As a microbiologist, I was thrilled that someone wanted to know what we think (next time include me please!). Either you answer no to the first and yes to the second or yes to the first and no to the second. The reason animals have adapted to the point of long distance locomotion is because we can eat, then digest, not the other way around (yeah, I know of the Venus Flytrap.
And that’s why, of the two parent types of life we know of, plants must remain stationary and animals can move around. The overall winner, the DASH diet, is built on the theory that a low-fat, low sodium strategy with a hint towards calorie restriction, is the healthiest way to go. Given what might be the proverbial writing on the wall, it’s probably not much of a stretch to suggest that dietary and lifestyle advice, which currently comes from a physicians, general practitioners and registered dietitians, will likely come from a microbiologist or related specialist working with the microbiome in the very near future. They are interested in the microbiome and its modulation and impact on its host (you and me). Note the respondents were anonymous as I did not want them to receive a bunch of emails from individuals who may not have agreed with their answers. The idea that early childhood and lifetime exposure to antibiotics from medicine and our food supply is receiving a considerable amount of research attention – given that disruption of the microbiome by antibiotics is well documented.
And if those substrates include special dietary fiber known as prebiotics, it may also improve gut barrier function.
And unless I missed it, neither the 2010 dietary guidelines or the accompanying 1,375-page report from the Institute of the Office of Medicine, contain the word microbiome anywhere in the text. This study, and others among less westernized populations, suggest that our modern world and its highly processed diet may be changing our microbiome as well.
To me it seems logicial to think that the addition of hormones,antibiotics and a myriad of adulterants, would have a negative impact on us.
Specialists and working scientists may well have other opinions as generalists and scientists closer to politics who organise the funding for their profession. In some instances its frowned upon by institutions for their researchers to participate in such surveys.

The respondents to this survey do not think much consideration was given to the microbiome either. For some, like obesity, the role of the gut microbiome is well-established, but much work remains to be done. I got quite a few comments on this question – most fell along the lines of disappointment that microbiologist were not part of the 11 person expert panel that produced the Dietary Guidelines for Americans.
To much fiber and resistant starch, while it may be great for the microbiome, can drive acid reflux and IBS symptoms in many people susceptible to small intestinal bacterial overgrowth.
The survey was limited to 10 questions in all (with several sub questions within questions).
For others, like Autism, there are only tantalizing hints that our gut bugs may play a role.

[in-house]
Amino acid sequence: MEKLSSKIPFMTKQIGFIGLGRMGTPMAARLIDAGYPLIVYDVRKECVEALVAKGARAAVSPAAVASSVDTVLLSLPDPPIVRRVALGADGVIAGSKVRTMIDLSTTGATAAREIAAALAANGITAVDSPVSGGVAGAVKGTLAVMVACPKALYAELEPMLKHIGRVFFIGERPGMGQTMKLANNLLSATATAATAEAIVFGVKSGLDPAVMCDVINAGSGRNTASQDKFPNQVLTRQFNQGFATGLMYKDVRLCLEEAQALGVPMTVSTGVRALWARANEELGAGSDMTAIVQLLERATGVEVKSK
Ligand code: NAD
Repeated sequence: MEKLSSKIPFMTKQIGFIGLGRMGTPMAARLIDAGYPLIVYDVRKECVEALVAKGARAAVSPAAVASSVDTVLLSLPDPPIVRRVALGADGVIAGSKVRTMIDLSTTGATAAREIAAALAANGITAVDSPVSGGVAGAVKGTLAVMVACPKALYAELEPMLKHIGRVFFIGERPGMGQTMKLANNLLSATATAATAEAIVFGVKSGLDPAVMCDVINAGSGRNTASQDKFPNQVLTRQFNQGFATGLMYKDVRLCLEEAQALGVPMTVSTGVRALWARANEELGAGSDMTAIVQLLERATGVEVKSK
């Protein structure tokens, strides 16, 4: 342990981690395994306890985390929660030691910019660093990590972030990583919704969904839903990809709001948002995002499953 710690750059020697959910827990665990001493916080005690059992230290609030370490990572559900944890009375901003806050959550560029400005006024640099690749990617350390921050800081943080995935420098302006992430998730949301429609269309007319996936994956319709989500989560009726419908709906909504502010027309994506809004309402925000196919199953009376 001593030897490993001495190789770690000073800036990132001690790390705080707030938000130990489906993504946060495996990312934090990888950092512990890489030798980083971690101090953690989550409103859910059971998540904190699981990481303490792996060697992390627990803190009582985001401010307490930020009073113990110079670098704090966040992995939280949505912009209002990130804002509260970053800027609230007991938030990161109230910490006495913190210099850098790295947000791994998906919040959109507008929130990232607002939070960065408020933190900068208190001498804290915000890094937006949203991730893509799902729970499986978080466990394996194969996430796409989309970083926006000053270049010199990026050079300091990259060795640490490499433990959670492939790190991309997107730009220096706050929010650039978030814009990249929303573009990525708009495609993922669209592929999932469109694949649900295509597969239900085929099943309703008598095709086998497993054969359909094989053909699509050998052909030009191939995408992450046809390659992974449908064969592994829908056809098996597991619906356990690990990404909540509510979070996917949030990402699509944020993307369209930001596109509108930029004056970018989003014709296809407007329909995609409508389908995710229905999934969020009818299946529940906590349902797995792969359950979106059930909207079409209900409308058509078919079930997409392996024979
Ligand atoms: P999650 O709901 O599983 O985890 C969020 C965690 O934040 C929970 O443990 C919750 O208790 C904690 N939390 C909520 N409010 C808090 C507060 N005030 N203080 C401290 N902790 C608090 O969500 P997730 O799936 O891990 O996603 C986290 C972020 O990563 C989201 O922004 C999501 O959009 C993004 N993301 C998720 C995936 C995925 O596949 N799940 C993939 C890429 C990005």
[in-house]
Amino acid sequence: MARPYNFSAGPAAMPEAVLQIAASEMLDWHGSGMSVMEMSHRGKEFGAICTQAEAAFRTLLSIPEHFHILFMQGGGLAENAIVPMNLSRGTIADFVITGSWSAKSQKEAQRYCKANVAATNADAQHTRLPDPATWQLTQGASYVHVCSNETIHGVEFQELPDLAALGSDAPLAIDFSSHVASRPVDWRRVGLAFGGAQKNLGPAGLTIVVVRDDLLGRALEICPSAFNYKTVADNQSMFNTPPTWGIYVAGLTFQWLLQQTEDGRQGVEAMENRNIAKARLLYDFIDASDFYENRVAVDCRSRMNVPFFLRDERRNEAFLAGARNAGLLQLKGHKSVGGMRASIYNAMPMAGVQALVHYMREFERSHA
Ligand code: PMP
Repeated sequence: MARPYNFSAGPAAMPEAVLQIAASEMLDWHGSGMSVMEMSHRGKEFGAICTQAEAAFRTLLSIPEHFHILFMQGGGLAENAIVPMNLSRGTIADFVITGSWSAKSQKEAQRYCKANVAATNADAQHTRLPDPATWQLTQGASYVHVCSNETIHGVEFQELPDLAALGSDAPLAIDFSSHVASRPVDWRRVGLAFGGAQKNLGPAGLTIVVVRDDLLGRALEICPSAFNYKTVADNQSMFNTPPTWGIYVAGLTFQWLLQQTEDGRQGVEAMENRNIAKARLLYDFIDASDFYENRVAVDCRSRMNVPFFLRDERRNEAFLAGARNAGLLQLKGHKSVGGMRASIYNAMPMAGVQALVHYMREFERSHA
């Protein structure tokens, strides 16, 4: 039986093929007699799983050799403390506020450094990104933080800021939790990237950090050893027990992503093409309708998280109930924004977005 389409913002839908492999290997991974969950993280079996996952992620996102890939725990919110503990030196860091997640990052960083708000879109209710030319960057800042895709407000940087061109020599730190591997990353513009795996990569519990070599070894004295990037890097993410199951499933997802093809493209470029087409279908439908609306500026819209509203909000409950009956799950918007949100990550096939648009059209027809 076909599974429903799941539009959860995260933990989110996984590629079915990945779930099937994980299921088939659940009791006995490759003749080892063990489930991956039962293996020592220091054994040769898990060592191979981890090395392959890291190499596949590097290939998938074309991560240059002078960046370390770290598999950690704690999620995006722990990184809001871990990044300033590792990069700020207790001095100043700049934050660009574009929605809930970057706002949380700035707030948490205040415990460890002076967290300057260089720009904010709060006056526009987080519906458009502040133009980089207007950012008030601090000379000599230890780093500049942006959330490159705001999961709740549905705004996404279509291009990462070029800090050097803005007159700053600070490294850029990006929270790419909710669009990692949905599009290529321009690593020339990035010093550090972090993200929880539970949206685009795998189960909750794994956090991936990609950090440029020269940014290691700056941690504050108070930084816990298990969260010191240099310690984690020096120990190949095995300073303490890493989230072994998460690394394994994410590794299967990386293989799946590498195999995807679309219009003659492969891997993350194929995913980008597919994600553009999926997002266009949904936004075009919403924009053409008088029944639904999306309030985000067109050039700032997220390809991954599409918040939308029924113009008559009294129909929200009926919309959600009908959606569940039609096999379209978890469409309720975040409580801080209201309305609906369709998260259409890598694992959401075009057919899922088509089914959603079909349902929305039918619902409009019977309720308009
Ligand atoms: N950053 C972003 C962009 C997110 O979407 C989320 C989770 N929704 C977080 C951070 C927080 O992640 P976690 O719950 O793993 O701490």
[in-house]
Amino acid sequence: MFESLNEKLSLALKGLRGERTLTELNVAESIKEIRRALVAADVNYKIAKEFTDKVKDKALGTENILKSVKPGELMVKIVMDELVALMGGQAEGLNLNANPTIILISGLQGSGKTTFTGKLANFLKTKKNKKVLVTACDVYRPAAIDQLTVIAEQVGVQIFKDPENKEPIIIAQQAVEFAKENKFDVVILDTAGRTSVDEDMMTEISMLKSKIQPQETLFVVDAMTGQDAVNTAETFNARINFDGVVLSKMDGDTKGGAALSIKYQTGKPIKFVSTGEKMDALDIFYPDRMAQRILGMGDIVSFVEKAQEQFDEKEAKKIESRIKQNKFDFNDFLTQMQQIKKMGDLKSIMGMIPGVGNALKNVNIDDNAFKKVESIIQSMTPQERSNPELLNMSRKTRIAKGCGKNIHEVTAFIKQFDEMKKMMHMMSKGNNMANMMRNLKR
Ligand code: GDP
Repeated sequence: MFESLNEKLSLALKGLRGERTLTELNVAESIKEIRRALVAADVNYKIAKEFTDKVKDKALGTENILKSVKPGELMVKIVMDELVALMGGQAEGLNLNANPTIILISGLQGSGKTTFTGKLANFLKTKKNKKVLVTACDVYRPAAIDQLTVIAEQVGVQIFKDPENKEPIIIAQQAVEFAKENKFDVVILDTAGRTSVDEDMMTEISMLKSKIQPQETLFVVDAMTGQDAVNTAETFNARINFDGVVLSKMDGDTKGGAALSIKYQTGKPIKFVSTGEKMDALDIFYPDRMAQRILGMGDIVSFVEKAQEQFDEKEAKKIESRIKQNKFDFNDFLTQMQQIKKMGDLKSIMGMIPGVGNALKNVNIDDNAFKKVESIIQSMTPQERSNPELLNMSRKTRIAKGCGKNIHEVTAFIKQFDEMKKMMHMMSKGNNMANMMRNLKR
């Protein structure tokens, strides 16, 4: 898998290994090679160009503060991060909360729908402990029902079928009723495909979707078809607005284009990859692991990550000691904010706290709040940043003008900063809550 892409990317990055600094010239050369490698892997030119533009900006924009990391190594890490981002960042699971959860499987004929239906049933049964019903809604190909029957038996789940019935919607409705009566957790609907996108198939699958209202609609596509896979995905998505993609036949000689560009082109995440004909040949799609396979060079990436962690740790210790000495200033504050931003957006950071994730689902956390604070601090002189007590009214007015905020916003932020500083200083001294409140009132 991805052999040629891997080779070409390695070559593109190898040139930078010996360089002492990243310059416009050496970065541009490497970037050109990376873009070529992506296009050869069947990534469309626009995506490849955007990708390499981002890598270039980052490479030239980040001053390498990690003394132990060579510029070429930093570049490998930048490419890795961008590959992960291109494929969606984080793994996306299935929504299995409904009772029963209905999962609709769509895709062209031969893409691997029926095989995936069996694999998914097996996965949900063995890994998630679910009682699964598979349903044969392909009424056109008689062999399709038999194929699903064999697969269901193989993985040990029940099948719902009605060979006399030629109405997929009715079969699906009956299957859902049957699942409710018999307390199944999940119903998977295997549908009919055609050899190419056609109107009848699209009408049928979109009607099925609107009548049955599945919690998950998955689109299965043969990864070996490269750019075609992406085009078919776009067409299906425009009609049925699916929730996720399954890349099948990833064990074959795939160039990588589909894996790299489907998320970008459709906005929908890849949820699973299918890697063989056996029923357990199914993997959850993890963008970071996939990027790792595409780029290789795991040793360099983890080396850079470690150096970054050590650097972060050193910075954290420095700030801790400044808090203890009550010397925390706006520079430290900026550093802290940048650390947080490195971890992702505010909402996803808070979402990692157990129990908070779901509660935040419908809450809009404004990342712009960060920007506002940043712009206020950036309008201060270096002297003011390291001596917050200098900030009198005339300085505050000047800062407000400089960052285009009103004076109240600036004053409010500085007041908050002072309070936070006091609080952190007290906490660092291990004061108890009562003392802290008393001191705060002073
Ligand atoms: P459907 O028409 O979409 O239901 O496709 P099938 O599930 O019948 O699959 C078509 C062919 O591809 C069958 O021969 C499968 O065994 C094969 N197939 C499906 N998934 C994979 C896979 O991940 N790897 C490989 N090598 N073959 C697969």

I threw in the calorie is a calorie question in light of the recent study published in the Journal of the American Medical Association that not all calories are created equal. It is also acknowledged that some of the questions in the survey minimize the complexity of the interactions that are at play in linking the microbiome to a condition of interest – and that much of our understanding of the role of the microbiome in human disease is preliminary. Without a doubt, more questions could have been asked and the questions asked could have all been worded differently – so shoot holes in it if you must. With each, an underlying genetic susceptibility is required and then an environmental trigger.
Therefore, it may be prudent to better understand the nutritional and ecological landscape that selected for our modern human-associated microbiome. This means things like grains and dairy are out, and lots of meat and fruits and veggies are in. I would like to see mors support and awareness of seed banks, we may need them in the future.
There was no way around that while trying to keep the questions and answers understandable to a general audience. Even though the data suggest otherwise, some continue to be concerned that the high fat intake may have deleterious effects.
However, most if not all of the microbiologists conduct research that involves diets that adhere to one set or guidelines or another – as well as test diets (high fat, vs this or that). Its also acknowledged, that while the possibilities associated with changing or altering the microbiome for better health is within reach for some ailments, nobody wants to take the cake out of the oven too soon. What should be of great interest is the general consensus that is forming around the role of the microbiome and gut permeability – or leaky gut.
Maybe that plant protein is more interesting as it comes in a package that also delivers some fermentable substrates (fiber) along with it.
In addition, the adherence does not seem to be an issue for the multitudes now following the paleo lifestyle.
Once an imbalance (dysbiosis) occurs, be it from diet, antibiotics or so on, a chain reaction occurs and things leak into the bloodstream which can lead to low-grade inflammation associated with obesity, type 2 diabetes and some other less desirable things. A cursory understanding of the guidelines clearly indicate no attention given to the microbiome – ie, no big secret.
One condition that was inadvertently left off the list was the autoimmune disorder Celiac disease. Mounting research is linking the gut microbiome with the timing and onset of this debilitating disease.